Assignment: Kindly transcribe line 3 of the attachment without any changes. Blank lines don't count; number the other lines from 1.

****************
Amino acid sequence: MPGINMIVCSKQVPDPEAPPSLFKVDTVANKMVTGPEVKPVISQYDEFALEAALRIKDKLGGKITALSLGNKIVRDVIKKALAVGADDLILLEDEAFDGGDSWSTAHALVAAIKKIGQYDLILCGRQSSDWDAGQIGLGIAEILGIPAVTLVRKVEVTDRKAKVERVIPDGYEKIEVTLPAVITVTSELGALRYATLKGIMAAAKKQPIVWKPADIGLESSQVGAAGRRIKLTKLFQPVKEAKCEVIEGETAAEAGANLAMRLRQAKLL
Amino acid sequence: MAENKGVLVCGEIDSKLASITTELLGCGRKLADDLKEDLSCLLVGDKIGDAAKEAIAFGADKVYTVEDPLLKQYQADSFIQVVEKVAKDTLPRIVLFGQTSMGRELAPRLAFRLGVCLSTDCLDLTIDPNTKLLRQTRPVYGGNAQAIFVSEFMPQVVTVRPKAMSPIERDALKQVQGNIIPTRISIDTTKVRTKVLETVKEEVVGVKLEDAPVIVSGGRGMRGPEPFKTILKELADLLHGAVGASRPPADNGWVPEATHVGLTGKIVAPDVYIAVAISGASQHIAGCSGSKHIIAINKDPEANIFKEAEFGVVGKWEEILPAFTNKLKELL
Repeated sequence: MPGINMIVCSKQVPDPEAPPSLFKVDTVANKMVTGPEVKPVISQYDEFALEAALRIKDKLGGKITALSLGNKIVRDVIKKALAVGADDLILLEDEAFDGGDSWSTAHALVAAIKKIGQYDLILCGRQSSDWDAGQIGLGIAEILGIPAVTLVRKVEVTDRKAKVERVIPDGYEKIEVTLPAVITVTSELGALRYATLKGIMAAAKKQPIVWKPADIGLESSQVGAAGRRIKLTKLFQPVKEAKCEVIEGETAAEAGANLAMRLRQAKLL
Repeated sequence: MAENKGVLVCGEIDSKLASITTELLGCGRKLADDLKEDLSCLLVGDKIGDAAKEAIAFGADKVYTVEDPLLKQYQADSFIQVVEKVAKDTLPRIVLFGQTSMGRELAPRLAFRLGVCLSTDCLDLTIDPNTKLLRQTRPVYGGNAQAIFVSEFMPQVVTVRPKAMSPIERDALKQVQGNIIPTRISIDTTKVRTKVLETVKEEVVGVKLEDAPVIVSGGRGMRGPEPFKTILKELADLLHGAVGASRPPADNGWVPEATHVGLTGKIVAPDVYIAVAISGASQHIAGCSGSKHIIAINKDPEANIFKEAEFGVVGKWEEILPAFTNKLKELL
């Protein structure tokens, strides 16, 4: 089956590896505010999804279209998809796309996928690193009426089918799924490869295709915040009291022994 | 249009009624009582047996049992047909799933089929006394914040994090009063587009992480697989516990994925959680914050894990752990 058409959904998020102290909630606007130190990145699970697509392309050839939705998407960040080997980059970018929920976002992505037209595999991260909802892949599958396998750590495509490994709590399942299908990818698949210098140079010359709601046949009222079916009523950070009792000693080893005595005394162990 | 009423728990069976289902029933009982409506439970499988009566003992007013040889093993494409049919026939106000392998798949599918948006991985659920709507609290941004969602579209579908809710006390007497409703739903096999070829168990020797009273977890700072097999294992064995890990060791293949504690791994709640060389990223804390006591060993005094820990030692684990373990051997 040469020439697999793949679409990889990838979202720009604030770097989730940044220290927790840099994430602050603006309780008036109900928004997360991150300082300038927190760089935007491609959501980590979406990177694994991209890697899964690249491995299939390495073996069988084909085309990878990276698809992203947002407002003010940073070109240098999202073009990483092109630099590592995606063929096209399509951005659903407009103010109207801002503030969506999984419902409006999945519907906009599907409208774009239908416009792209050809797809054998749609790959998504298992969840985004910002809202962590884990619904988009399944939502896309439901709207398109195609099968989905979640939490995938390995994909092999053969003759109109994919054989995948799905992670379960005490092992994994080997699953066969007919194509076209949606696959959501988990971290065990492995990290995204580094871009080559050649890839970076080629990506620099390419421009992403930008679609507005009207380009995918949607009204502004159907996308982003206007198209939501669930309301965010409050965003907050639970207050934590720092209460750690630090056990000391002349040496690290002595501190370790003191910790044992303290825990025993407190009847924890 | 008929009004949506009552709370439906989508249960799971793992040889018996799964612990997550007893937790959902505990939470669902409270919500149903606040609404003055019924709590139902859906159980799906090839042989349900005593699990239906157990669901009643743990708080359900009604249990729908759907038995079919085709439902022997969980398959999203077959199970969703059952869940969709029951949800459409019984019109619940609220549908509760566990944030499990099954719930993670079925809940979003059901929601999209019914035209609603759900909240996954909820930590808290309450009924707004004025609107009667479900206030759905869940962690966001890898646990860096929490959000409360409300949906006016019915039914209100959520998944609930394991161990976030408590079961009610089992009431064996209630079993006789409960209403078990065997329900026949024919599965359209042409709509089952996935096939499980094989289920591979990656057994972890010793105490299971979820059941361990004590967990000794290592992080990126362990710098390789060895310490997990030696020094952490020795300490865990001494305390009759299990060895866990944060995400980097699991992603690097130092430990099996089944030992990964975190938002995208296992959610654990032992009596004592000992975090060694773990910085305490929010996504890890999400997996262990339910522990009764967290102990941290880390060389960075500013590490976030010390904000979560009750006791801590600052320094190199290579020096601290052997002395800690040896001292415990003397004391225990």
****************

Repeated sequence: MPGINMIVCSKQVPDPEAPPSLFKVDTVANKMVTGPEVKPVISQYDEFALEAALRIKDKLGGKITALSLGNKIVRDVIKKALAVGADDLILLEDEAFDGGDSWSTAHALVAAIKKIGQYDLILCGRQSSDWDAGQIGLGIAEILGIPAVTLVRKVEVTDRKAKVERVIPDGYEKIEVTLPAVITVTSELGALRYATLKGIMAAAKKQPIVWKPADIGLESSQVGAAGRRIKLTKLFQPVKEAKCEVIEGETAAEAGANLAMRLRQAKLL